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COVID-19 healthcare markets are different to those that have gone before

JUL 27, 2020 | Jim Morrish
region: ALL Health & Social Care technology: ALL

It will come as no surprise that the advent of COVID-19 will result in many opportunities for healthcare-related applications, specifically for IoT but also for other digitally transformational solutions. Clearly the exact nature of these applications is only just emerging, as we are at the very beginning of our journey to the ‘new normal’ of living with COVID-19. However, COVID-19 related applications will be different to almost all healthcare applications that have gone before.

Traditionally, healthcare markets for new technologies have split into two clear segments:

  • Consumer markets, characterised by a very large addressable market opportunity (typically comprised of households and individuals, depending on the application) and also lack of any need for clinical-grade reliability. These are applications for the ‘worried well’, who want to monitor their own health but have not been diagnosed with a specific related medical condition that requires formal monitoring by a medical professional. Specific examples include fitness trackers, calorie counters, and connected bathroom scales. Each of these might conceivably by purchased by almost any individual, or household, resulting in a very large market opportunity for non-clinical-grade devices.
  • Clinical grade markets, characterised by a need for reliable, resilient, and robust solutions that must support people in critical (or at least ‘at risk’) situations. Solutions range from connected ambulances to connected sleep apnoea devices. The catch with these kinds of solution is that the addressable markets tend to be very limited in scale. For instance, most countries worldwide have one ambulance per 8,000-25,000 population (depending mostly on GDP per capita) which severely limits the potential market opportunity associated with connected ambulances.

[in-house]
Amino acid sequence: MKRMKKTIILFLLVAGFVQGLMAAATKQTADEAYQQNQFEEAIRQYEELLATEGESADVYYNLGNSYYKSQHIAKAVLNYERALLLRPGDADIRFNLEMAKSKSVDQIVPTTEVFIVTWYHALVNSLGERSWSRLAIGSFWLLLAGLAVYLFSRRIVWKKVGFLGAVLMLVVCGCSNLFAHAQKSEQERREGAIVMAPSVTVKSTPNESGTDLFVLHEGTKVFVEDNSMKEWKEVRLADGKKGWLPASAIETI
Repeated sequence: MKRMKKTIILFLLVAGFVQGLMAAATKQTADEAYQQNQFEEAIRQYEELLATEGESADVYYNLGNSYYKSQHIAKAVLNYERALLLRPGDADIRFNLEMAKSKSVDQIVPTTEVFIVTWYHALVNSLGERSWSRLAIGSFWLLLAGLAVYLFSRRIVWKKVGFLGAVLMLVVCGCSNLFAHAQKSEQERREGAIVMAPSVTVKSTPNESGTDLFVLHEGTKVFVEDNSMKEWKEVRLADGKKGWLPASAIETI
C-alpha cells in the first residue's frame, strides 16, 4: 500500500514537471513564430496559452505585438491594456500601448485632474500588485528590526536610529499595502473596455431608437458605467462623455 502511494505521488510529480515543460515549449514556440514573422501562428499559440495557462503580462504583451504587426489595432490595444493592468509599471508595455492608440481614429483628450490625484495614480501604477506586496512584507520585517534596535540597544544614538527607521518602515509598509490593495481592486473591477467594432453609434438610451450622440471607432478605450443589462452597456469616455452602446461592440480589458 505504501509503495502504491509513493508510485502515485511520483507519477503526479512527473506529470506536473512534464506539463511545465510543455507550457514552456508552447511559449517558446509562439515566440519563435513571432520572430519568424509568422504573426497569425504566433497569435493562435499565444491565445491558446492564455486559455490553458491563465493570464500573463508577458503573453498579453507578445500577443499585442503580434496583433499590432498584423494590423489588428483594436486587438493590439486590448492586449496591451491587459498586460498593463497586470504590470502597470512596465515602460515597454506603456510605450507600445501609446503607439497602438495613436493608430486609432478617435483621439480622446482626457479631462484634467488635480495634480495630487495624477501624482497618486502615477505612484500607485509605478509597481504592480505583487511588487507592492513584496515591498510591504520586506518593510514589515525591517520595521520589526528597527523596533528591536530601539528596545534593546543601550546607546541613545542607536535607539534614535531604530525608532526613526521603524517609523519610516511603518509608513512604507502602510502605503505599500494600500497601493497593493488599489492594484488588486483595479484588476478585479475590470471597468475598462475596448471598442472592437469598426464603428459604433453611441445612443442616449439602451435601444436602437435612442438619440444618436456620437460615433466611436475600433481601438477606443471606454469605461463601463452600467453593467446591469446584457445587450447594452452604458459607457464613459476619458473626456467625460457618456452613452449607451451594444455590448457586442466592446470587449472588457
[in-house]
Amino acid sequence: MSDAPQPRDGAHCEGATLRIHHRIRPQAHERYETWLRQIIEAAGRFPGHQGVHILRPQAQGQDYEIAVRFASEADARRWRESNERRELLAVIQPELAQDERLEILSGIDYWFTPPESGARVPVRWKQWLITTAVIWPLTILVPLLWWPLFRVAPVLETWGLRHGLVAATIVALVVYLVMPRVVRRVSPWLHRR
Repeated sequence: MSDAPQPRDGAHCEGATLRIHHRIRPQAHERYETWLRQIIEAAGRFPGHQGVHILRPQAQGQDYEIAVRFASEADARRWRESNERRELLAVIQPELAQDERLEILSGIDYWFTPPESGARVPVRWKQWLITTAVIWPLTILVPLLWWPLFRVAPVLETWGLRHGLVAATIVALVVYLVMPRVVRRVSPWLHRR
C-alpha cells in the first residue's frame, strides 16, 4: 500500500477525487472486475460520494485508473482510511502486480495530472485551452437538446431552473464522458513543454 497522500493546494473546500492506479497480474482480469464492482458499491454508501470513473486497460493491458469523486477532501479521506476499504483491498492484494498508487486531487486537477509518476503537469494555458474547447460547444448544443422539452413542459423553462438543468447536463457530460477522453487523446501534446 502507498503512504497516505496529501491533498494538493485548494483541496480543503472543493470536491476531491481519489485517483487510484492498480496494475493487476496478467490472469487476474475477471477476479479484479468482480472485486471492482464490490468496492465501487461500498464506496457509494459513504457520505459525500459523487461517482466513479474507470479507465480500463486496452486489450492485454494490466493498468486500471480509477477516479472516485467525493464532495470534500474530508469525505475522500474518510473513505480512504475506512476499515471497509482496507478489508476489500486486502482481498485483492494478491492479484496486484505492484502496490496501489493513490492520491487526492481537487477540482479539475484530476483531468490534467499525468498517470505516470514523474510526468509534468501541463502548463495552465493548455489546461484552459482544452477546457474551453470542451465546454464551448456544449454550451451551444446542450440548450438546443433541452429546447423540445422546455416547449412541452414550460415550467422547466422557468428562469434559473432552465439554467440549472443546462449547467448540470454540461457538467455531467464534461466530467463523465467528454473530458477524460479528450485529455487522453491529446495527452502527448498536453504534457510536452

In this regard, traditional healthcare markets have in many ways represented a microcosm of wider markets for digital transformation, encompassing both ‘consumer’ and ‘industrial’ dynamics.

However, COVID-19 represents an entirely new market that combines something approaching the volumes of consumer applications, with the centrally managed and controlled rigour associated with more clinical grade applications. This represents an opportunity for both traditional providers of consumer applications (who might evolve to offer applications that are closer to clinical grade) and for traditional providers of clinical grade applications (who suddenly have opportunities at a scale well beyond their traditional markets). Clearly it also represents an opportunity for a new wave of market entrants that are agile enough to capitalise on the ‘newness’ of COVID-19 -related market opportunities that do not yet have established incumbent providers.

We are in general at the very early stages of our journey to living a ‘new normal’ with ever-present vigilance against COVID-19 infection, and clearly many new digitally enabled applications to support this new normal have yet to be conceived. However, even at this early stage a range of new application concepts have emerged including:

  • Social distancing and contact tracing applications supported by dedicated hardware devices worn by employees in offices, factories, or other locations. This kind of solution has been proven to be far more reliable and efficient than the larger scale mobile phone application approach that various governments have experimented with, supported by Apple and Google. Since such applications would be deployed by employers, and within their premises, many of the privacy issues associated with mobile phone based applications simply go away (or, more accurately, are subsumed into the context of a wider relationship between employer and employee).
  • Sophisticated space management solutions, based on IoT connected CCTV supported by artificial intelligence to monitor peoples’ movements in public spaces (such as railway stations) and support contract tracing using facial recognition.
  • Less sophisticated space management solutions, based on air quality monitoring (to ensure sufficient ventilation) in offices and other closed spaces, or even to monitor the appropriate sanitisation of shared spaces at prescribed intervals.
  • Symptom detection, based on heat-sensing cameras (which can clearly also be combined with more sophisticated tracking of individuals).

Generally, these new COVID-19 solutions combine large-scale monitoring (at the scale of ‘all employees’, or ‘all closed public spaces’) with a need for central monitoring and control and resilient and robust operations. This is a fundamentally new kind of market for connected healthcare solutions.

For those readers interested in the impact of new technology on tackling COVID-19, you may be interested in the blogpost AI gets a mixed scorecard in helping tackle Covid-19